Haya Beydoun, BS1, Syed-Mohammed Jafri, MD2 1Wayne State University, Detroit, MI; 2Henry Ford Health System, Detroit, MI
Introduction: We present an unusual case of portal hypertension resulting from metastatic neuroendocrine tumor (NET).
Case Description/Methods: A 42-year-old male presented with gastrointestinal discomfort suspected to be secondary to food poisoning. After a CT scan, he was incidentally diagnosed with a pancreatic neuroendocrine tumor in the uncinate process . He underwent a Whipple procedure and a liver wedge resection three months later. Pathology confirmed grade 1, well differentiated NET in both liver and pancreas. He had no postoperative complications. Over the next five years, he developed recurrent cholangitis and new progressive liver lesions. He was treated with Lanreotide, Piperacillin/Tazobactam, and Ciproflaxin, as well as undergoing cryoablation. The patient developed portal vein thrombosis (PVT),6 years after the initial diagnosis, which was treated with anticoagulation. The patient continued to experience recurrent cholangitis and imaging demonstrated extension of PVT. He developed progressive portal hypertension with ascites. Magnetic Resonance Imaging (MRI) revealed a poorly defined 3.9 x 6.2 cm heterogeneous mass in the dome of the liver with adjacent tumor thrombus extending into the retrohepatic inferior vena cava (IVC) and right atrium. Echocardiogram revealed large, fixed right atrial (RA) mass extending from the IVC into the right atrium. The mass measures approximately 4.5 mm by 5.5 mm. Further evaluation with Positron Emission tomography (PET) DOTATATE scan revealed a soft tissue mass in the right atrium extending to superior vena cava (SVC) and the intrahepatic hepatic vein consistent with neuroendocrine tumor. Systematic treatment was initiated with Lanreotide and lutetium injections.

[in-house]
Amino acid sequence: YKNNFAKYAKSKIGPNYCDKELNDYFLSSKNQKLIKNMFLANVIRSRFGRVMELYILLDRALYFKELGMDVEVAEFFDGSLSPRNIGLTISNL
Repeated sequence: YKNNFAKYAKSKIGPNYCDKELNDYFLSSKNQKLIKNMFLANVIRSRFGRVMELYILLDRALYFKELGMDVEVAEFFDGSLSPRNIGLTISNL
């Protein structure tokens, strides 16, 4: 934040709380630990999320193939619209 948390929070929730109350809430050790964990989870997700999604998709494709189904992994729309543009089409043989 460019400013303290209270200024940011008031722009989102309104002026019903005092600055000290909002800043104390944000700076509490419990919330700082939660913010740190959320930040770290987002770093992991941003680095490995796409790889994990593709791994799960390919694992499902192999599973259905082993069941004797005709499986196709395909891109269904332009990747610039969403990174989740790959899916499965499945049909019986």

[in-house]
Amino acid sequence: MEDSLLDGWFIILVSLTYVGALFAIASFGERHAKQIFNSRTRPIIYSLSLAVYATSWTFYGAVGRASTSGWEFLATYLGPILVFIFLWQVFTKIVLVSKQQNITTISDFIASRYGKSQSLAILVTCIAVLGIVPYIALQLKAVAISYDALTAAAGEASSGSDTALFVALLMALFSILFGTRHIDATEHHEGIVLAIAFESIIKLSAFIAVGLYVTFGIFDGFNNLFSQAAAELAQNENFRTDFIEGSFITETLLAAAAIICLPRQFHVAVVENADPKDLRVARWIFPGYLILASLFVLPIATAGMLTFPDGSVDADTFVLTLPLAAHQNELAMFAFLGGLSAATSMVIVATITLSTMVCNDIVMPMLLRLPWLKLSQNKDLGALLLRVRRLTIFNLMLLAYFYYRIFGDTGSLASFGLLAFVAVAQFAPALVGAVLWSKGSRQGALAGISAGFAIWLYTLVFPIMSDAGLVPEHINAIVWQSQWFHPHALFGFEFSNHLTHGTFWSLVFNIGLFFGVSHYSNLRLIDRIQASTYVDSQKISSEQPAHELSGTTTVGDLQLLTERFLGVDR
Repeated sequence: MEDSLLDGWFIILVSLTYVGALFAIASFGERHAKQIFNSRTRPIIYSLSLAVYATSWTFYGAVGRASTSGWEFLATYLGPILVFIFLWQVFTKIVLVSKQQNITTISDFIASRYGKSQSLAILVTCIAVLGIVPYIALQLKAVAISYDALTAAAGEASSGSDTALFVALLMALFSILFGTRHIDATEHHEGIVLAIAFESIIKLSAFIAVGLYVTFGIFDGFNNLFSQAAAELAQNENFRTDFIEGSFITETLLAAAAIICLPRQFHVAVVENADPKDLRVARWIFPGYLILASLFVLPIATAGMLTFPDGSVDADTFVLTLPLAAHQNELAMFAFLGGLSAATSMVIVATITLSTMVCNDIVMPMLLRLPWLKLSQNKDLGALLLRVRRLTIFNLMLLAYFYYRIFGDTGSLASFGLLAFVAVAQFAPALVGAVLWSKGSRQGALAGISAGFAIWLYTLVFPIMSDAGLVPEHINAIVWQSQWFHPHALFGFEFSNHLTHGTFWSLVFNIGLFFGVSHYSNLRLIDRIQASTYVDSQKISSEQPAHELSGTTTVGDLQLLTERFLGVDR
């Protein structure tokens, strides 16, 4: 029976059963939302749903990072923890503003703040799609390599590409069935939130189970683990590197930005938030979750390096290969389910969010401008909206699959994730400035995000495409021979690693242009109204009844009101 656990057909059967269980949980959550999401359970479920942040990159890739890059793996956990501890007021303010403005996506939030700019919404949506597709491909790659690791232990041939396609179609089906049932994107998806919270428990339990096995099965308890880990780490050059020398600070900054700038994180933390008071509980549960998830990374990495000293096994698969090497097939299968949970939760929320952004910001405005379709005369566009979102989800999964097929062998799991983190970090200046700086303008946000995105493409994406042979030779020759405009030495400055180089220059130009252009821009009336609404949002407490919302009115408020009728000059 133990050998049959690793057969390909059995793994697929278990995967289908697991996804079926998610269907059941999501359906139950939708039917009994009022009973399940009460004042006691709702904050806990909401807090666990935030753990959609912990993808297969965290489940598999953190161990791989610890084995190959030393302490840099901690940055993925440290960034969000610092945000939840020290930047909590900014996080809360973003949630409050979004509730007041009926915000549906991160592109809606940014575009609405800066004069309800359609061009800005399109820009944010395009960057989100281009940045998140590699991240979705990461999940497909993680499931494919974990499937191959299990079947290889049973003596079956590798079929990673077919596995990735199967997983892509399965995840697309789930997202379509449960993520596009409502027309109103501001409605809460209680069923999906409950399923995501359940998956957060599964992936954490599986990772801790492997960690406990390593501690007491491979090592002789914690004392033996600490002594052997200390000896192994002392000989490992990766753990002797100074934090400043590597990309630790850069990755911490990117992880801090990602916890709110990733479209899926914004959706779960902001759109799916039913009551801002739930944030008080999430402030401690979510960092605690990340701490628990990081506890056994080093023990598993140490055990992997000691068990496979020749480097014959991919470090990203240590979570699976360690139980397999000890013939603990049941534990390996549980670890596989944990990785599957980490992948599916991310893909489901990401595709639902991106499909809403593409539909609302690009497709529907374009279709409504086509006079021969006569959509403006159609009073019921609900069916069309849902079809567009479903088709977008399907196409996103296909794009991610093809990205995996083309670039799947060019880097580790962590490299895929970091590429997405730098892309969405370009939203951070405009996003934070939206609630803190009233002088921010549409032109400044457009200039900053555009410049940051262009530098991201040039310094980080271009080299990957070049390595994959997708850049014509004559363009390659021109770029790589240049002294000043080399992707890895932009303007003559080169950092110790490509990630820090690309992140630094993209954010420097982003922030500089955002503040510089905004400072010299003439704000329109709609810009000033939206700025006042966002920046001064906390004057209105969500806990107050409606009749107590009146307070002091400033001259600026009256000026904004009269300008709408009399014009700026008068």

Discussion: With an incidence of 1 in 100,000 people, pancreatic neuroendocrine tumors are rare. Metastasis can complicate the clinical course of neuroendocrine tumors. Pancreatic neuroendocrine tumors are known for direct vascular spread which leads to varying levels of venous obstruction.The portal vein is the most frequent site of tumor thrombosis due to invasion of primary or secondary tumors. Occurrence of portal hypertension is a far rarer manifestation. The incidence of pancreatic neuroendocrine tumors has been on the rise, making it ever more imperative to understand the effects of portal vein thrombosis and portal hypertension on the prognosis. In patients with pancreatic endocrine tumors, portal hypertension increases both mortality and morbidity.
Haya Beydoun indicated no relevant financial relationships.